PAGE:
From the first time I heard the Beatles’ “She Loves You” to my first real rock concert at Seattle’s Paramount Theatre I wanted to play Rock n’ Roll. I love Rock N’ Roll. The simplicity of the music, two guitars, drums bass and vocal connecting into something bigger is intoxicating. For me the wonder of Rock N’ Roll is that three chords and a beat can make a difference.
At 14 I convinced my parents to let me have an electric guitar. It was a red Kramer that did not stay in tune. I did not care. I wanted to rock. My first band rehearsal can be summed up in one word…troubling. I was undeterred.
Through high school and at the beginning of college I played in cover bands. In college one of my friends in Seattle band Sweetwater told me that playing other people’s music was weak….I needed to write my own tunes.
I took his advice seriously and put my efforts into songwriting. It was life altering. My college bands starting playing my original songs which set us apart. After college my rock band, Harvest Day, toured, got played on the radio but never got the magical record deal. We broke up. It was heartbreaking. I cried and started writing songs immediately for the next project.
Today I am 37. I have a job a wife and a child. I am not a touring musician. I still play shows, write and record with my band Sweetlou. To date we have written and recorded three full length records, I am working on the fourth. Most of the people I used to play with stopped rocking long ago. People often ask me when I will stop….”never” I tell them.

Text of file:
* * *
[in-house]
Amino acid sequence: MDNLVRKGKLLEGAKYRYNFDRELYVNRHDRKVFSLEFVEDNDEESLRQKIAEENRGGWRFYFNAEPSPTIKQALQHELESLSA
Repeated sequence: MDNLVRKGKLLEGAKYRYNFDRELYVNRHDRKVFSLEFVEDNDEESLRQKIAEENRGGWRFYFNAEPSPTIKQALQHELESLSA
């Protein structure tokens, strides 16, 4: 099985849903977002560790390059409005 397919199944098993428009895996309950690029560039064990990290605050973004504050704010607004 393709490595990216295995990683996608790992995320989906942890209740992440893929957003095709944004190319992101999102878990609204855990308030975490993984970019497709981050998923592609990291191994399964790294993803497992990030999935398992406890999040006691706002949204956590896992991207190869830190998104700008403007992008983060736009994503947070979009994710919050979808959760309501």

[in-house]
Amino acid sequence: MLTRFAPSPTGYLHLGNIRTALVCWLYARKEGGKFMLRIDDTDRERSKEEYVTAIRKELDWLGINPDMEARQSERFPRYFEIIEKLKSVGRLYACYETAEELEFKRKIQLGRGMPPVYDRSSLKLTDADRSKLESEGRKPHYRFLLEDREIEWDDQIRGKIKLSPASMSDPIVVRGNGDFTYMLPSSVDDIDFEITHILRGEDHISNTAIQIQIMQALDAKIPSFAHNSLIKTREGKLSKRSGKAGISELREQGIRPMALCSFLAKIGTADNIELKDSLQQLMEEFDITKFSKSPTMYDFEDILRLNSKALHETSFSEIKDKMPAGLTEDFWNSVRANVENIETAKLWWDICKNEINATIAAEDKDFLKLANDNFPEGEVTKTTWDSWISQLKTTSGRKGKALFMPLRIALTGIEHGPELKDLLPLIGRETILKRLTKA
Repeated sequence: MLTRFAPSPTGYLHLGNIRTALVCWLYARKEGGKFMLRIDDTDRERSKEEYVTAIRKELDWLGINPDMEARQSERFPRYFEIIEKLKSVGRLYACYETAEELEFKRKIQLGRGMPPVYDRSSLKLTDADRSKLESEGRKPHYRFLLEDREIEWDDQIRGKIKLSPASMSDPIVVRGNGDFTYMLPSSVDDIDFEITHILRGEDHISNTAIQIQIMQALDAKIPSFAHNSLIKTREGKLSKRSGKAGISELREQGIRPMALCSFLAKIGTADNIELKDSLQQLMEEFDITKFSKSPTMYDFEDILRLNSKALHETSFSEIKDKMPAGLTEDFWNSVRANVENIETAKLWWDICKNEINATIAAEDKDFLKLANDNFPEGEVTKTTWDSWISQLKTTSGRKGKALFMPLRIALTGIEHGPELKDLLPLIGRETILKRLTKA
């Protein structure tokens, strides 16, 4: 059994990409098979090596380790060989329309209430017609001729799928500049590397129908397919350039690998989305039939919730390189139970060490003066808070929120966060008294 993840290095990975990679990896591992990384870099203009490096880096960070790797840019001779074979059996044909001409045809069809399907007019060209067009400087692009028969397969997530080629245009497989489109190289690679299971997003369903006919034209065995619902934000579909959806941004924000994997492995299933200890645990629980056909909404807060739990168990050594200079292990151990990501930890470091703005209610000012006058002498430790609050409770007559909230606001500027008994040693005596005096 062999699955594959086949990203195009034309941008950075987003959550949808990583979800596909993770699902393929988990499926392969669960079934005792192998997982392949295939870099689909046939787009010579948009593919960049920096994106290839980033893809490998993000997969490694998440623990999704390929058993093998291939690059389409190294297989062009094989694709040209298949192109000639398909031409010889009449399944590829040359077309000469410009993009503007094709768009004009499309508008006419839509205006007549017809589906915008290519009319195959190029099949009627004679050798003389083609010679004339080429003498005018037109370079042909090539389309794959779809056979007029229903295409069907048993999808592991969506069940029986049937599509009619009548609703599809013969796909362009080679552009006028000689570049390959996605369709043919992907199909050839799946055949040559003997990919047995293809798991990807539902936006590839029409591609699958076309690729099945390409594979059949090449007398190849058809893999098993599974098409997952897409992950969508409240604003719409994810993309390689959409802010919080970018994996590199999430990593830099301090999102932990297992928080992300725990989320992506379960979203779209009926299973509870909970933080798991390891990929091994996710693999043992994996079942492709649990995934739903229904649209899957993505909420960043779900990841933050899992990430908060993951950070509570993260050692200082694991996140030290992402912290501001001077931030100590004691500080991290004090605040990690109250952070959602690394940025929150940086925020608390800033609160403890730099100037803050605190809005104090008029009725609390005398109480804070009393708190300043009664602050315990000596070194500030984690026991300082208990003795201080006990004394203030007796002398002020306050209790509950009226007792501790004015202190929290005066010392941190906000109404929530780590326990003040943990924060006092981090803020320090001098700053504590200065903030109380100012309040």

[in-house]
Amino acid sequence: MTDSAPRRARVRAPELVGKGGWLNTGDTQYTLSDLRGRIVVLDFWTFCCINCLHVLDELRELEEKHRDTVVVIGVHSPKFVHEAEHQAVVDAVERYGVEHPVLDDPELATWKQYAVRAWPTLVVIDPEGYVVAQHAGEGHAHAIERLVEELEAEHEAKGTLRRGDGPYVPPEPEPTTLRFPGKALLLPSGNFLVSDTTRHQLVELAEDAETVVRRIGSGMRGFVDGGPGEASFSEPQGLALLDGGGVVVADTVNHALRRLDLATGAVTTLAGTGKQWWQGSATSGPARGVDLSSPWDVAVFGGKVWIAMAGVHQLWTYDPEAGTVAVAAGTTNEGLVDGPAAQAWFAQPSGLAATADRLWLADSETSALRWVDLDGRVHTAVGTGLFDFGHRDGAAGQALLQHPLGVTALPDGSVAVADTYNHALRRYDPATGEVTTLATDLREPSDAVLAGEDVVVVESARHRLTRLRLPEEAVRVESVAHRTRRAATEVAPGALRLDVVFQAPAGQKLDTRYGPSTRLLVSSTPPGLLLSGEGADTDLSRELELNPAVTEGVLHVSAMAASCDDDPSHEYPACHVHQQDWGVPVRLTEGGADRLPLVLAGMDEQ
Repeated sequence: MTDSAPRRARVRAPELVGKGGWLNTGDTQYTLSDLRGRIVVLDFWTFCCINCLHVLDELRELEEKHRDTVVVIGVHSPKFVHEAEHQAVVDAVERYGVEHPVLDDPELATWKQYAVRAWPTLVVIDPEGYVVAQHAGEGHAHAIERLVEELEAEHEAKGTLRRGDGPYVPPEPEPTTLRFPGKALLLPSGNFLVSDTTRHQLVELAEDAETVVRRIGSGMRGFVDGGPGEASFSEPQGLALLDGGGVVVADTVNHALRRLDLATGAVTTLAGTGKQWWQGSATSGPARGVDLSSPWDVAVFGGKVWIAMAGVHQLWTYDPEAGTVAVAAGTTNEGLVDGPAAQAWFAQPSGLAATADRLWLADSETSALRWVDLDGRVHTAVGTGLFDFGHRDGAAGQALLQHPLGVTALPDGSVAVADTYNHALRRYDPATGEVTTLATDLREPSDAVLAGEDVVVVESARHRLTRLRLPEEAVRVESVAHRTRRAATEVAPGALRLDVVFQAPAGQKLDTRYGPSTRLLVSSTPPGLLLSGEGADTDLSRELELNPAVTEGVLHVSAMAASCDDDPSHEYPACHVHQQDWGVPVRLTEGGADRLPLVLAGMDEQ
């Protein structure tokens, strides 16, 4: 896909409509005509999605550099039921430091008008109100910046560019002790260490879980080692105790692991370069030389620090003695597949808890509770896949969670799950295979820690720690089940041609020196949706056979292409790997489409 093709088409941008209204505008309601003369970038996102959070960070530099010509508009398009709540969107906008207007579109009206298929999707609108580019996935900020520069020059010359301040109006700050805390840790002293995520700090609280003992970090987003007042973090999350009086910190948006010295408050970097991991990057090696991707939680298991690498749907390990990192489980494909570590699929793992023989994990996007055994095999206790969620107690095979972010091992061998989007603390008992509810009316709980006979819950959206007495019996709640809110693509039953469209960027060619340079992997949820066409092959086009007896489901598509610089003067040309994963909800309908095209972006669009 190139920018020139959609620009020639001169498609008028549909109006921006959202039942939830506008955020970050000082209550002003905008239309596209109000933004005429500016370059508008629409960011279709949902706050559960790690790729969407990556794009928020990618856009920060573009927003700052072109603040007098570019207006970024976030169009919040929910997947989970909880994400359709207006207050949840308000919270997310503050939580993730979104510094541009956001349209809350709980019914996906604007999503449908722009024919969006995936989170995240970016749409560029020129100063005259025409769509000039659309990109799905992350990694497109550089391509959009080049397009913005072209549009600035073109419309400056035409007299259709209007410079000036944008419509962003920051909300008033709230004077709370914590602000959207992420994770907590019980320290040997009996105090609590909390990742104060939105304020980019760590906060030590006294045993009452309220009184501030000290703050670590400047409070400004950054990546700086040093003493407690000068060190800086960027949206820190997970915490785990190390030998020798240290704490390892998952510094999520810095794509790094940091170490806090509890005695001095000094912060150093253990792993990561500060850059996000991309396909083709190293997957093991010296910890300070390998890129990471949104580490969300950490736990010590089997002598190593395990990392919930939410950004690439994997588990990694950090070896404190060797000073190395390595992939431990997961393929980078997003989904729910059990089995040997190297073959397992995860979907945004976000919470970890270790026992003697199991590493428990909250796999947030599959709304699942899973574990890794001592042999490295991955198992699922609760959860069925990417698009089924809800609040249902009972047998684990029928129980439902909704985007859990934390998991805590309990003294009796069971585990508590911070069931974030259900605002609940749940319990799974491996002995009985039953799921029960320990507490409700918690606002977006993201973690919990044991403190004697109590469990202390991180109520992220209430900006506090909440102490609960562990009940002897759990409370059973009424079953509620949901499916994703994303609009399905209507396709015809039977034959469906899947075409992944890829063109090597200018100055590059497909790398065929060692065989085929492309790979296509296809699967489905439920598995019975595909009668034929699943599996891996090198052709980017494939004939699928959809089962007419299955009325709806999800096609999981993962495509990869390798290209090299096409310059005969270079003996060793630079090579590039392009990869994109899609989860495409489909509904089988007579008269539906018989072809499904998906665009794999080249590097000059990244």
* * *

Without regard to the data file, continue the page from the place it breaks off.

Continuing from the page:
Rock N’ Roll has taught me humility, how to get along with a wide variety of people, especially the guitar player who can’t stay in tune.
Rock N Roll has taught me about perseverance, how to fail, break up, call the next drummer and start writing songs again.
Rock N Roll has taught me to keep an even keel. No matter how good of a show you play you still have to load out your gear. No matter how bad you play there is always another gig.
I have had many people tell me that my songs were no good but just as many say that something I wrote moved them. I experienced the excitement of hearing my songs on the radio and also felt bitter disappointment as songs that I poured my soul into were ignored.
The funny thing is that with as many ups and downs as I have had with Rock N Roll I always find myself writing the next song, booking the next gig, standing on stage plugging in my telecaster and counting off the beginning of a song. Rock N Roll is my life’s work and my life’s passion. That’s just not something you give up on.
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